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Offered for a price in the region of £25,000, this commode, c.1899, by William Arthur Smith Benson is available on the stand of Oscar Graf. It was made by Morris and Co in mahogany, satinwood veneer, gilt brass and verde antico marble. Image courtesy of Oscar Graf.

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From Classical busts to Contemporary furniture, PAD London is a chance for shoppers and decorators with deep pockets to snap up top pieces in design.

Set in Mayfair’s Berkeley Square, it runs from September 30-October 6, coinciding with Frieze and Frieze Masters (October 3-6), the super-high-end art fairs in Regent’s Park.

The growing set of events taking place during ‘Frieze Week’ features mostly Contemporary art.

But a range of opportunities remains to find more traditional pieces (such as the British Art Fair in Chelsea and the Decorative Antiques & Fine Art Fair in Battersea).

For its part, PAD, now in its 13th edition, remains the prime destination for design, its eclectic look targeting not only interior designers but also curators and the general public.

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This Cyclades cabinet by François Cante-Pacos is available from Galerie Yves Gastou for a five-figure sum.

In sections

Exhibitors divide into eight sections: 20th century design and decorative arts, antiquities, Contemporary design, glass and ceramics, jewellery, Modern art, sculpture, and tribal art.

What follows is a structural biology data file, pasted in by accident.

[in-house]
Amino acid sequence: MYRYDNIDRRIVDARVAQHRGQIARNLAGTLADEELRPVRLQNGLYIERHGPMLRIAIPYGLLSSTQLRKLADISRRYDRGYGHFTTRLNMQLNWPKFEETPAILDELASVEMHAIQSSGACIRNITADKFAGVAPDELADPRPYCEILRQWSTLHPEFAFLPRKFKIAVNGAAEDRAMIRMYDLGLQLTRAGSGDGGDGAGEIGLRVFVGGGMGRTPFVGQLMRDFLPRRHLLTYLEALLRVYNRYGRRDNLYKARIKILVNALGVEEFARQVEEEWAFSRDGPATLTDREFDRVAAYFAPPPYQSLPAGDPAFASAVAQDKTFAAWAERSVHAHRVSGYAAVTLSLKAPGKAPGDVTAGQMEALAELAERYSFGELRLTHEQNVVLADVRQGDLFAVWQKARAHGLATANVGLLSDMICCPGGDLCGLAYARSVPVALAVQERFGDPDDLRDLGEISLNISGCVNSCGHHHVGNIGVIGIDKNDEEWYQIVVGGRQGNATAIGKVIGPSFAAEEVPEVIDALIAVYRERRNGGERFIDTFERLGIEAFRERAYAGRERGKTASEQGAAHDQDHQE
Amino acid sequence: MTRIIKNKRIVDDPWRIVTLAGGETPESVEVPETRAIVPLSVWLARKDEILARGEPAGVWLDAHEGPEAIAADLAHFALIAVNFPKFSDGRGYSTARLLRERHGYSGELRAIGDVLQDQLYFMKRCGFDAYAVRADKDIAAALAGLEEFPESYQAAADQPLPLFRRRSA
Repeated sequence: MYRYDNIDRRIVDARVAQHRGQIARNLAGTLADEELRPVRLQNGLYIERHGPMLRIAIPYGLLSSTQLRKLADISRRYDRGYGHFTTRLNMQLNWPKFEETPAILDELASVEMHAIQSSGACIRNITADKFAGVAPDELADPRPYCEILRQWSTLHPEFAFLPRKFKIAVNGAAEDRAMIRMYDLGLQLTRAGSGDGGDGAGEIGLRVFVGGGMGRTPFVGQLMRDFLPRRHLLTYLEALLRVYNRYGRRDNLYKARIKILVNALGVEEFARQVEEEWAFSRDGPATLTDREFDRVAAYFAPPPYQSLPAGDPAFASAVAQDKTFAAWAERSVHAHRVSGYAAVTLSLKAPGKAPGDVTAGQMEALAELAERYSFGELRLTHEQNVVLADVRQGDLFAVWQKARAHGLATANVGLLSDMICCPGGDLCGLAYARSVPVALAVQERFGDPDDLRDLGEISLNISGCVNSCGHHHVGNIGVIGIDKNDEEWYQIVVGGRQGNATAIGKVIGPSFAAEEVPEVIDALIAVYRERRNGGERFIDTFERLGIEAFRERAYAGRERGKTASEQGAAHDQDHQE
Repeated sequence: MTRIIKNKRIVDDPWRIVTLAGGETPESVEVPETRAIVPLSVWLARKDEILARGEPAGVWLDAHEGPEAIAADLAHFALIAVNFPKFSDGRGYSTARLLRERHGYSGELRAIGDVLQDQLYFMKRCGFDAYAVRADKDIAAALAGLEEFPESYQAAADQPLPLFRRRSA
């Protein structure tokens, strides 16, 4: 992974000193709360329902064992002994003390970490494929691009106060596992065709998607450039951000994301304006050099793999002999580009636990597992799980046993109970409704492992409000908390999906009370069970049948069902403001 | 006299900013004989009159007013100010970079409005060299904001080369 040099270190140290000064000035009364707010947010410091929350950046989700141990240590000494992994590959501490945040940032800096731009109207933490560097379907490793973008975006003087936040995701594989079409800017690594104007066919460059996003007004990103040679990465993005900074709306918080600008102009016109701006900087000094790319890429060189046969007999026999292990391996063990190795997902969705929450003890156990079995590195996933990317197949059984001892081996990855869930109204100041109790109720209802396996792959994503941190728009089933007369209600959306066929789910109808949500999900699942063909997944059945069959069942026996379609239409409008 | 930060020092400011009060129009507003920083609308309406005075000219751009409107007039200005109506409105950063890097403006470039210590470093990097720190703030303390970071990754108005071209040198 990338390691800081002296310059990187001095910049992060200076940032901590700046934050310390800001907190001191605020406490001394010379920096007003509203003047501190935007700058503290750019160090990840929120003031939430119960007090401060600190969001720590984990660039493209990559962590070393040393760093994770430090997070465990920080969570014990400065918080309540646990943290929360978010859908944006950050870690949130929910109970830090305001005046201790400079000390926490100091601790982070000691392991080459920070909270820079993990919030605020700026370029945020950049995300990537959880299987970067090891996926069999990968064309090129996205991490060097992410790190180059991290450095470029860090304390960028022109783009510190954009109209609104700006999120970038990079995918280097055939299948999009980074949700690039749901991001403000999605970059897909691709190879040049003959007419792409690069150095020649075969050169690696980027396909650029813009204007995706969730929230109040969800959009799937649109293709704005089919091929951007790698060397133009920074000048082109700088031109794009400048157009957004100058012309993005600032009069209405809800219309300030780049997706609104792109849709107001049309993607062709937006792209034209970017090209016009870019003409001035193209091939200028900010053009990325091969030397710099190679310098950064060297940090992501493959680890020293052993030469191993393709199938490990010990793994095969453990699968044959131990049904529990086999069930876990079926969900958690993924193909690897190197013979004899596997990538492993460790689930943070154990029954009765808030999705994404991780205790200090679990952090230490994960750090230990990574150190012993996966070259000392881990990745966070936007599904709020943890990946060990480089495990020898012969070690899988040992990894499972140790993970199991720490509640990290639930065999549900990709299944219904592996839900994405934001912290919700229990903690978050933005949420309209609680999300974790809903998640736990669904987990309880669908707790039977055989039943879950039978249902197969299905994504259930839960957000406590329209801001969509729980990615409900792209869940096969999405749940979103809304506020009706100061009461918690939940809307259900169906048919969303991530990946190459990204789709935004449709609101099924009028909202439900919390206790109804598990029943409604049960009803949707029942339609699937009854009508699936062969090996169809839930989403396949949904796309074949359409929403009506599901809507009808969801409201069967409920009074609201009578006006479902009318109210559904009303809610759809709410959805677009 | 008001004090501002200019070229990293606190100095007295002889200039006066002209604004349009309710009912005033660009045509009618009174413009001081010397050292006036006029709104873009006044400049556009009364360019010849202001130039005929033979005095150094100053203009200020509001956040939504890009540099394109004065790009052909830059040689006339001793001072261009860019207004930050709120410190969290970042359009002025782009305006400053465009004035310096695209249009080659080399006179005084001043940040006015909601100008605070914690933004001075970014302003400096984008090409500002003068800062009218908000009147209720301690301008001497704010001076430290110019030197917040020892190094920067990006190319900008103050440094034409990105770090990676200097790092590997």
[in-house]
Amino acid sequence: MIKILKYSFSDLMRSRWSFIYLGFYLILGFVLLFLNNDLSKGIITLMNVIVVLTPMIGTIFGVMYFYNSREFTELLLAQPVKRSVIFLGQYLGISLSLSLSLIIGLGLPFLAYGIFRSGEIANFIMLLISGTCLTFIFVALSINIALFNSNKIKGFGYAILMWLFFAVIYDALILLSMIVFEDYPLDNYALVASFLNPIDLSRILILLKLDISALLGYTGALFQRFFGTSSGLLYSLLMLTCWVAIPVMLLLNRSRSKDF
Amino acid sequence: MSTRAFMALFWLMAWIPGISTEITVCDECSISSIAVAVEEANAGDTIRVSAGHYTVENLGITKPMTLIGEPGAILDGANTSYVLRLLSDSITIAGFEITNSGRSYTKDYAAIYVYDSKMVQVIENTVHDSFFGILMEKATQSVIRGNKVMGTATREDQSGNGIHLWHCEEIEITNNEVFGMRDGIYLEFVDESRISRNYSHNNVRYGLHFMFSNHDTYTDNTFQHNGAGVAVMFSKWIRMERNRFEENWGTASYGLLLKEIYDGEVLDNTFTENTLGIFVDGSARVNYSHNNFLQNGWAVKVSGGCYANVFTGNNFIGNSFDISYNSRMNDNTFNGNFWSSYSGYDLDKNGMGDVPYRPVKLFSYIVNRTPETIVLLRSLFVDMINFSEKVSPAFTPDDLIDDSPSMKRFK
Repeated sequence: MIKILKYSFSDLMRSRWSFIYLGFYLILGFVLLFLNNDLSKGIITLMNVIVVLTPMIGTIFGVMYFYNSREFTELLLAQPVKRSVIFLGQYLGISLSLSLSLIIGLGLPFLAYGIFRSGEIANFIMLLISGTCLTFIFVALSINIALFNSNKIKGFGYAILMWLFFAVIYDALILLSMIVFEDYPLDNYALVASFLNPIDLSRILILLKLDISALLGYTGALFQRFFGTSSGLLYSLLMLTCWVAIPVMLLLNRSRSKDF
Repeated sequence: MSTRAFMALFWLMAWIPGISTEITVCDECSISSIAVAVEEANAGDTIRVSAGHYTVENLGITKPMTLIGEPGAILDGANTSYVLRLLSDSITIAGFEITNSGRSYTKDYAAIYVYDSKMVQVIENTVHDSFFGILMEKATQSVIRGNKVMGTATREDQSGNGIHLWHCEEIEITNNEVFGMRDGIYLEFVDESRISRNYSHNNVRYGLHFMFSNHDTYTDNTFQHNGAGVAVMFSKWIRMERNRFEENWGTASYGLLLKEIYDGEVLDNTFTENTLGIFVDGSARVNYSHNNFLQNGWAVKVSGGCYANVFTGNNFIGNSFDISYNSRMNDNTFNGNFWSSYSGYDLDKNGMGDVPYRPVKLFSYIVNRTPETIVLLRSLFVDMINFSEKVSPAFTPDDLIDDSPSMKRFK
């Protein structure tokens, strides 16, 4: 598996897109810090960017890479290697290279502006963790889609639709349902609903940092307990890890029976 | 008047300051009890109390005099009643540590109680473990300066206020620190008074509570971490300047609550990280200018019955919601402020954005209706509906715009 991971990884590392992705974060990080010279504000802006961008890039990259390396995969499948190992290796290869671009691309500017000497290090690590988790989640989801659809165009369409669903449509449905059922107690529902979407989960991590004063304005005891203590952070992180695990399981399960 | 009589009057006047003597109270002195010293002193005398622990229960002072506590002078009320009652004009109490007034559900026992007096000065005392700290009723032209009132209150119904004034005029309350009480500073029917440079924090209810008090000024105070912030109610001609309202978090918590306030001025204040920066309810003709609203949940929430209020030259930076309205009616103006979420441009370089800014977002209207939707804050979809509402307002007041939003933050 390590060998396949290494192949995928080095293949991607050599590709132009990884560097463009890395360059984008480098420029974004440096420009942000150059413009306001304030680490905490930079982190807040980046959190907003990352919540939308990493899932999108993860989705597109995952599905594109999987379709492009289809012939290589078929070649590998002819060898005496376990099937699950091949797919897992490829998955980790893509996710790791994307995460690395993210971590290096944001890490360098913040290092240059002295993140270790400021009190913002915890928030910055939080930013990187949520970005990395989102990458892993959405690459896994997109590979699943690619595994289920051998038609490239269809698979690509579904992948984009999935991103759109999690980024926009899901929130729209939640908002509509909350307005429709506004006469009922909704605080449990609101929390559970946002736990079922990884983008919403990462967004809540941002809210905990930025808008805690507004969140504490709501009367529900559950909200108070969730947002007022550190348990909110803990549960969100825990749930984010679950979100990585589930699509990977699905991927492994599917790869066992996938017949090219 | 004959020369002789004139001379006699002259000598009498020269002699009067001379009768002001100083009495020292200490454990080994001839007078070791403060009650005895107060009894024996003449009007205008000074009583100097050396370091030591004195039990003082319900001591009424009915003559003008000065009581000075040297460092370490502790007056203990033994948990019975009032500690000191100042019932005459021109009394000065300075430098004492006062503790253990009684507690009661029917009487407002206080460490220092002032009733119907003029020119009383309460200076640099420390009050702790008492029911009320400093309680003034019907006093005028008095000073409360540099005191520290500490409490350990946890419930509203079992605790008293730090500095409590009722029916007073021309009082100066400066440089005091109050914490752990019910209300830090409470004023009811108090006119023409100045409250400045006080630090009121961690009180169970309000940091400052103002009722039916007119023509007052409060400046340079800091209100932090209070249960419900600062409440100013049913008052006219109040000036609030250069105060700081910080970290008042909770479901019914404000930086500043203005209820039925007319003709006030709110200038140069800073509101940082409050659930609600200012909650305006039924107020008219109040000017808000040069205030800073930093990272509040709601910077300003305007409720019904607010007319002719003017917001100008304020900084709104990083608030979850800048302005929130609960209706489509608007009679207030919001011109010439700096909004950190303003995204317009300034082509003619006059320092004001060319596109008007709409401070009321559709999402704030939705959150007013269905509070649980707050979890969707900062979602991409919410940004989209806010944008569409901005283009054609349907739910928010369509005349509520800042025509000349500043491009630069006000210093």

Highlights this year include a selection of furniture and lighting by the English architect and designer WAS Benson (1854-1924), offered by Parisian dealer Oscar Graf, who set up additional premises a few streets away from Berkeley Square earlier this year.

An assortment of historical Latin American design also appears by figures such as Brazilians Sergio Rodrigues (1927-2014) and Joaquin Tenreiro (1906-92) from Side Gallery, one of the newcomers to the fair.

Tribal art specialist Lucas Ratton, meanwhile, brings a Jukun shoulder mask from 19th century Nigeria. Masks like this are rare and their production ceased once the first examples were released on the art market. Linked to secret societies, they were used during agrarian rites, but their exact function remains unknown.

In all sections of the fair there are pieces occupying the area between art and design such as Ring W by Ai Wei Wei from Elisabetta Cipriani and an ancient Roman marble head of the Roman emperor Caracalla from Phoenix Ancient Art Gallery. The life-sized head still bears traces of original red and possibly black colour in the hair.

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Gallery Mermoz brings this standing figure from the Diquis culture of pre-Columbian Costa Rica, 700-1200AD. Rendered from Grey trachyandesite with brown beige patina it measures 3ft (92cm) high and is offered for €250,000. Image: All rights reserved Galerie Mermoz © Frédéric Dehaen, Studio Asselberghs.

The event has sister fairs in Paris, Geneva and Monaco (launched in April) and there is always an international feel. Dealers representing 14 countries are set to attend this year, including Modernity from Sweden, Didier Luttenbacher of France and Switzerland’s Galerie von Vertes.

Eleven newcomers will attend out of nearly 70 overall. The concentration of first-timers is in the jewellery section, where five dealers of the total 13 represented will debut, mostly offering Contemporary pieces.

Design specialist Southern Guild from Cape Town and glass and ceramics dealer Thomas Fritsch of France are also fresh faces.

The PAD Prize is presented for best Contemporary design, 20th century design and stand. It is awarded during the fair by a judging panel including Jasper Conran, Tom Dixon and Deyan Sudjic.

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